FCPA: The Road Ahead in 2021?

The Foreign Corrupt Practices Act, 15 U.S.C. §§ 78dd-1, et seq., remains a powerful tool in the government’s arsenal for fighting bribery overseas.  As 2020 comes to a close, it is helpful to review this statute’s impact over the past 12 months and to assess what 2021 might bring in enforcement actions.

During calendar year 2020, the United States Department of Justice filed and/or resolved 29 cases involving violations of the FCPA in 10 district courts across the United States.  See https://www.justice.gov/criminal-fraud/case/related-enforcement-actions/2020.  Simultaneously during 2020, the United States Securities and Exchange Commission resolved nine civil enforcement actions for violations of the FCPA.  See https://www.sec.gov/spotlight/fcpa/fcpa-cases.shtml.  These cases involved business operations in foreign countries including Malaysia, Brazil, China, Mexico, Algeria, and Ghana.  One SEC resolution exceeded the $1 billion mark in combined disgorgement and civil penalties.

With President-Elect Biden poised to take the oath of office on January 20, 2021, the legal community and C-Suites across the country eagerly anticipate the nomination of the next Attorney General.  Furthermore, the President of the United States nominates each of the five Commissioners of the SEC and names the Chair.  Although the five-year terms of each of the Commissioners are staggered, and no more than three Commissioners may belong to the same political party, the Biden administration will certainly impact the direction of the Commission.  Given Mr. Biden’s track record and role as Vice President under Barack Obama, it is reasonable to assume that President-Elect Biden will instill a tone at the top similar to that of the 44th President of the United States.  Prosecutions of FCPA matters could increase significantly from their current levels.  It is also likely that greater focus will be placed on business operations in countries such as Russia and China.  The variable we all face is how quickly the new administration will be able to shift direction and priorities in the current pandemic.  Only time will tell.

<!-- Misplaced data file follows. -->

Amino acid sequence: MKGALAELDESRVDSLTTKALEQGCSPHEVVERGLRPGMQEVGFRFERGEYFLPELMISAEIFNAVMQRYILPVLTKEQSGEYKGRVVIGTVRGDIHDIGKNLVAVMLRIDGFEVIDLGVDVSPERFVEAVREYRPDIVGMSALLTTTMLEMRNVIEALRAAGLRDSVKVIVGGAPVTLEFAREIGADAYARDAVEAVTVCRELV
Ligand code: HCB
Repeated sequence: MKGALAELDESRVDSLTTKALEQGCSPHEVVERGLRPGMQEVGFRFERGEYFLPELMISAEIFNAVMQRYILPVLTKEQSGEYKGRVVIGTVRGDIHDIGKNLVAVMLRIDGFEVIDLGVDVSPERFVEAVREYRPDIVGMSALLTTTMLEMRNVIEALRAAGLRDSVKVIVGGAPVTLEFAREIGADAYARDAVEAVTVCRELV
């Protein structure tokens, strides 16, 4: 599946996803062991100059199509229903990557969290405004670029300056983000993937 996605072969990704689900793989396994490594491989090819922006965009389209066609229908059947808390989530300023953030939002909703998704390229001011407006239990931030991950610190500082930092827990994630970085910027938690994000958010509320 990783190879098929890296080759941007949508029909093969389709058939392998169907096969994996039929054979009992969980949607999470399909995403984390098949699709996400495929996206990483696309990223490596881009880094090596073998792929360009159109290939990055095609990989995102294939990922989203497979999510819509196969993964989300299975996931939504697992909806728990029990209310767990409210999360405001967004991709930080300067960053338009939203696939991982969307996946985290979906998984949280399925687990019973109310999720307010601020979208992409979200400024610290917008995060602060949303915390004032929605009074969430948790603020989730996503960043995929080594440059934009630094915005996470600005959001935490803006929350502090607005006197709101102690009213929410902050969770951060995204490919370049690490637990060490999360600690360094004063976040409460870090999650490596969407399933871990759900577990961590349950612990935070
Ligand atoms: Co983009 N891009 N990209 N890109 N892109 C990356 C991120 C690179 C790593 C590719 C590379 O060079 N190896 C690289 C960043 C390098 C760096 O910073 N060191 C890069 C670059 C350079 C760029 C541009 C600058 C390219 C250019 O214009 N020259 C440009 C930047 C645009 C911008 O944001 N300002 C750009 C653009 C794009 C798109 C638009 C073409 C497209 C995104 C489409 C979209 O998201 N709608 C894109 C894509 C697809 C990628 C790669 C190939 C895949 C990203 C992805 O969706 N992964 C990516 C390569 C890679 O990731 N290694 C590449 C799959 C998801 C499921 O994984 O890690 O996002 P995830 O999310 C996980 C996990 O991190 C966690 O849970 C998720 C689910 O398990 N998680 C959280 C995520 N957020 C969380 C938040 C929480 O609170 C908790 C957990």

Is disgorgement still permissible in an SEC federal court action after Liu v SEC?

The Supreme Court said yes but with limits.  Disgorgement is permissible but only if it complies with the traditional definition of equitable relief and not penalty.  In an 8-1 vote, the United States Supreme Court held that disgorgement is permitted under 15 U.S.C. §78u(d)(5) if the amount awarded does not exceed an individual wrongdoer’s net profits;  is awarded to the victims; and is imposed on an individual and not based on joint and several liability, unless it falls under the exception. 

The Lius, a husband and wife team, solicited $27 million of investments from foreign nationals to build a cancer treatment center.  Under the U.S. immigration laws, foreigners who invest over $1 million (in 2019 it was increased to $1.8 million) in an approved commercial enterprise are eligible to receive permanent residency in the United States. The SEC alleged that the Lius, in their solicitations, misrepresented that the bulk of the investment would be applied towards the construction of the center.  Instead, the majority of the funds were used for salaries, marketing materials and were diverted to personal accounts.  Only a fraction of the amount collected was used towards construction.  The SEC brought a civil action for injunctive relief in federal court. The trial court granted the injunction barring the Lius from participating in the immigration investor’s program and ordering them to pay disgorgement for the full amount collected and held them jointly-and severally liable.